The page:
Sculptural Ensemble of Constantin Brâncuși at Târgu Jiu
The Sculptural Ensemble of Constantin Brâncuși at Târgu Jiu (Romanian: Ansamblul sculptural Constantin Brâncuși de la Târgu-Jiu) is an homage to the Romanian heroes of the First World War. The ensemble comprises three sculptures: The Table of Silence (Masa tăcerii), The Gate of the Kiss (Poarta sărutului) and the Endless Column, (Coloana fără sfârșit) on an axis 1.3 km (3⁄4 mile) long, oriented west to east. The ensemble is considered to be one of the great works of 20th-century outdoor sculpture.
The monument was commissioned by the National League of Gorj Women to honor those soldiers who had defended Târgu Jiu in 1916 from the forces of the Central Powers. Constantin Brâncuși (1876–1957) was at the time living in Paris, but welcomed the opportunity to create a large commemorative sculpture in his homeland. He accepted the commission in 1935, but refused to receive payment for it.
The Endless Column symbolizes the concept of infinity and the infinite sacrifice of the Romanian soldiers. The Endless Column stacks 15 rhomboidal modules, with a half-unit at the top and bottom, making a total of 16. The incomplete top unit is thought to be the element that expresses the concept of the infinite. Brâncuși had experimented with this form as early as 1918, with an oak version now found in the collection of the Museum of Modern Art in New York City. The modules were made in the central workshop of Petroșani (Atelierele Centrale Petroșani), assembled by Brâncuși's friend engineer Ștefan Georgescu-Gorjan (1905–1985), and completed on 27 October 1938. All 16 rhomboidal modules accumulate a total height of 29.3 m.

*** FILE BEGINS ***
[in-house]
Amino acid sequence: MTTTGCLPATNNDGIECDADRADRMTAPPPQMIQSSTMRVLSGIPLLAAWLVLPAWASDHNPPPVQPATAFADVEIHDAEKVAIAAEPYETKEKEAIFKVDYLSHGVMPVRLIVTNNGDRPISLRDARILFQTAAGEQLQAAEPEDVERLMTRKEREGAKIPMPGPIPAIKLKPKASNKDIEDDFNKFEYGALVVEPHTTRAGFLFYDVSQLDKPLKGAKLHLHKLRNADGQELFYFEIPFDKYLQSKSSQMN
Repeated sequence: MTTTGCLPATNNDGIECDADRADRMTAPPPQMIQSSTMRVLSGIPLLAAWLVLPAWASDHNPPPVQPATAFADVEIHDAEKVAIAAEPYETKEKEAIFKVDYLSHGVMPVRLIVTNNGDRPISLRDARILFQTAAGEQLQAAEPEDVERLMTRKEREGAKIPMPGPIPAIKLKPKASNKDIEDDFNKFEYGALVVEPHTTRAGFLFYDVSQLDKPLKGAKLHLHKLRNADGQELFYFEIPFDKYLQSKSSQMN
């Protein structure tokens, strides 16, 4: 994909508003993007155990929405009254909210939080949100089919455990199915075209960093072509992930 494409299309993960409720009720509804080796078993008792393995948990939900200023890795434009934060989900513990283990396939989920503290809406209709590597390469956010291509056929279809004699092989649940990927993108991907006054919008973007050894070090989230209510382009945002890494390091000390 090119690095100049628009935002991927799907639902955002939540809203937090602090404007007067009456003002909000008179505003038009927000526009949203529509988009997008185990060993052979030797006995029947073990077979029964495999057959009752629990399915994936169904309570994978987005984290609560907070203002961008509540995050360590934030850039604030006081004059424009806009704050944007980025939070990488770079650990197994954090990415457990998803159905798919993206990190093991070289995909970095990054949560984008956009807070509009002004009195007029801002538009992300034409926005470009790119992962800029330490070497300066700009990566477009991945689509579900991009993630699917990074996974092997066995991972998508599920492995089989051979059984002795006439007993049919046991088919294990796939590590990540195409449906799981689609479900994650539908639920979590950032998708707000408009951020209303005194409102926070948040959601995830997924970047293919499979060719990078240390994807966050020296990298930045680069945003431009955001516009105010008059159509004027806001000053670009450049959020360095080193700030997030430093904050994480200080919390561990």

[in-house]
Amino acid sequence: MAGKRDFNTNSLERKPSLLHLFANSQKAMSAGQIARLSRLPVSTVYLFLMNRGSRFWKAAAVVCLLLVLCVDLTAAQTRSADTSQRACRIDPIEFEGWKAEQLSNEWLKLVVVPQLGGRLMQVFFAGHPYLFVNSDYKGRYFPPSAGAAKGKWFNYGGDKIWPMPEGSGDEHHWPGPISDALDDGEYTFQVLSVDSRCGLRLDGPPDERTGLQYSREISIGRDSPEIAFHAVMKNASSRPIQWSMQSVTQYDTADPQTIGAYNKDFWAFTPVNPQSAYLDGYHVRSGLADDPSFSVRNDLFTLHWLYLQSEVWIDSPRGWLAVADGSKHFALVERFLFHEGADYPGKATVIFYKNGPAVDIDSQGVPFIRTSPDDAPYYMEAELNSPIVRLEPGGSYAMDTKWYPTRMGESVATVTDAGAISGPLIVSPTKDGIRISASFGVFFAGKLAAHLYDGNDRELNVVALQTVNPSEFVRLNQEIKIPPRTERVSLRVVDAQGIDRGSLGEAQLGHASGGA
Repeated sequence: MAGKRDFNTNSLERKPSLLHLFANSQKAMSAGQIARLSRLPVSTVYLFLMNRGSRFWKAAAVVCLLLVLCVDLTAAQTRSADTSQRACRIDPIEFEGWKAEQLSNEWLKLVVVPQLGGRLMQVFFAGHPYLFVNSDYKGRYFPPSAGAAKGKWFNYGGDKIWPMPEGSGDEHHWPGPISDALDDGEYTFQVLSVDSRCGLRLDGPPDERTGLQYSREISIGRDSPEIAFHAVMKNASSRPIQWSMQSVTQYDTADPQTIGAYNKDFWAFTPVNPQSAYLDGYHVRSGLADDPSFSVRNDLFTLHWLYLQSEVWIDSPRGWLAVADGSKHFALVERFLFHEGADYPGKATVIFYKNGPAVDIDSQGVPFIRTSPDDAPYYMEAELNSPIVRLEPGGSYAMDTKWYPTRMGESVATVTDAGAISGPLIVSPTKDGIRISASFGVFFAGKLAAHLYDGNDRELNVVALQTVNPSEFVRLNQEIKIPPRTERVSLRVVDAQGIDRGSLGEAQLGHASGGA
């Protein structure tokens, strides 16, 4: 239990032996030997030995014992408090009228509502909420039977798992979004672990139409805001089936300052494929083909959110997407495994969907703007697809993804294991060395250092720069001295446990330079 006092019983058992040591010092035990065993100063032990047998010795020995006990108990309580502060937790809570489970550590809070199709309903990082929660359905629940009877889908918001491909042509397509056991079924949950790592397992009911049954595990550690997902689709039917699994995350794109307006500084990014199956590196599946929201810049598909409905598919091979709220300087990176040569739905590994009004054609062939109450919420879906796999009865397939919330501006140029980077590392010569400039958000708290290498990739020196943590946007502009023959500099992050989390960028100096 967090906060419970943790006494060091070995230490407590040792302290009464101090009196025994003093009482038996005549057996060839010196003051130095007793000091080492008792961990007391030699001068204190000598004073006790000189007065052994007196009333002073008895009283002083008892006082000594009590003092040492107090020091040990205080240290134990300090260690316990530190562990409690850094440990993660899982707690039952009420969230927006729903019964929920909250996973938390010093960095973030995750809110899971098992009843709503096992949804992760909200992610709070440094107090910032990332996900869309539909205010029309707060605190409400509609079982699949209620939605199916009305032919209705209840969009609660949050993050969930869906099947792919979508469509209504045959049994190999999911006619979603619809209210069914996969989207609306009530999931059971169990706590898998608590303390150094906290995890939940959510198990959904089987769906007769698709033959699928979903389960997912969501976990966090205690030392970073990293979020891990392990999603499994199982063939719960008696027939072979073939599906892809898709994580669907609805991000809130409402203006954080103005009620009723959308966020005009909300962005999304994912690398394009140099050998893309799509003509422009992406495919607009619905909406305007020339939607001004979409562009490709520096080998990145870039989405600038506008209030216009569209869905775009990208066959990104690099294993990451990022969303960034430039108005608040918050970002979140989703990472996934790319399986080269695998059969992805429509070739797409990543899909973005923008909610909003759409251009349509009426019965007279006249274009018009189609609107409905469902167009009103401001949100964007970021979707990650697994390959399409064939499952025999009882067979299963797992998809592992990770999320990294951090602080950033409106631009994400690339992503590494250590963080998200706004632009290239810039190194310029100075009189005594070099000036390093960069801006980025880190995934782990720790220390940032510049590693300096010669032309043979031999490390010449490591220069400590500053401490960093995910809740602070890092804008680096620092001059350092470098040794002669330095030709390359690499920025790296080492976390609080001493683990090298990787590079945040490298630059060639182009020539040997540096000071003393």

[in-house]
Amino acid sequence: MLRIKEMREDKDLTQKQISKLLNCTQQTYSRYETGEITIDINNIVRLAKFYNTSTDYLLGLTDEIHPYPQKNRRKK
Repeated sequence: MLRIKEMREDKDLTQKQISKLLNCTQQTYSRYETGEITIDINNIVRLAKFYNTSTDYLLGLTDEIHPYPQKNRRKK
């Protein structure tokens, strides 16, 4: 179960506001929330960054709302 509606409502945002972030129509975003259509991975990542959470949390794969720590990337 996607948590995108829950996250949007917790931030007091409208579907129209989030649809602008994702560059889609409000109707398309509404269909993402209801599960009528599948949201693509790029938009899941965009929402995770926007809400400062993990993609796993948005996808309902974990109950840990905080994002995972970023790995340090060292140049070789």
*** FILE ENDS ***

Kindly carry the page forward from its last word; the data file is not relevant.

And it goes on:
In the 1950s, the Romanian communist government planned to demolish the column and turn it into scrap metal, but this plan was never executed. After the Romanian Revolution of 1989 and the fall of the Communist regime, there was renewed interest in restoring the column, which by that time suffered from tilting, cracking, metal corrosion, and an unstable foundation. For these reasons the site was listed in the 1996 World Monuments Watch by the World Monuments Fund. The restoration was facilitated by the Fund, which organized meetings for the stakeholders in 1998 and provided funding through American Express. Subsequently, the site was restored between 1998 and 2000 through a collaborative effort of the Romanian Government, the World Monuments Fund, the World Bank, and other Romanian and international groups.
Two other pieces constitute the Ensemble. The Table of Silence is a circular stone table surrounded by twelve hourglass-seats, which symbolize time. The Table of Silence represents the moment before the battle on which the combatants were going to participate. Nevertheless, the seats are not located close to the edges of the table.
The Ensemble was inaugurated on 27 October 1938. During the socialist Realism epoch, Brâncuși had been challenged as an exponent of "cosmopolitan bourgeois formalism". However, in 1964 Brâncuși was "rediscovered" in Romania as a national genius, and consequently, the Ensemble of Târgu Jiu was restored, after a long period of degradation.
- Parigoris, Alexandra (2007). "Brâncuși and his return to Romania". Brâncuși's Endless Column Ensemble (Ernest Beck ed.). London: Scala Publishers. pp. 12–29, 21.
- MoMA | The Collection | Constantin Brancusi. Endless Column. version I, 1918
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- Constantinoiu, Marina (27 October 2019). "Comuniștii au vrut să dărâme Coloana Infinitului și s-o dea la fier vechi" [The communists wanted to tear down the Endless Column and turn it into scrap metal] (in Romanian). Retrieved 12 June 2020.
- "Brancusi's Endless Ensemble". World Monuments Fund. Archived from the original on 29 October 2011. Retrieved 24 November 2018.
- Newton, Richard (Summer 2006). "Reclaiming Sacred Space: Landscaping Constantine Brancusi's Endless Column Complex" (PDF). ICON Magazine. pp. 32–39. Archived from the original (PDF) on 5 April 2012. Retrieved 22 February 2017.
- Parigoris, Alexandra (21 January 2002). "Endless Column Restored". Sculpture. Retrieved 22 February 2017.
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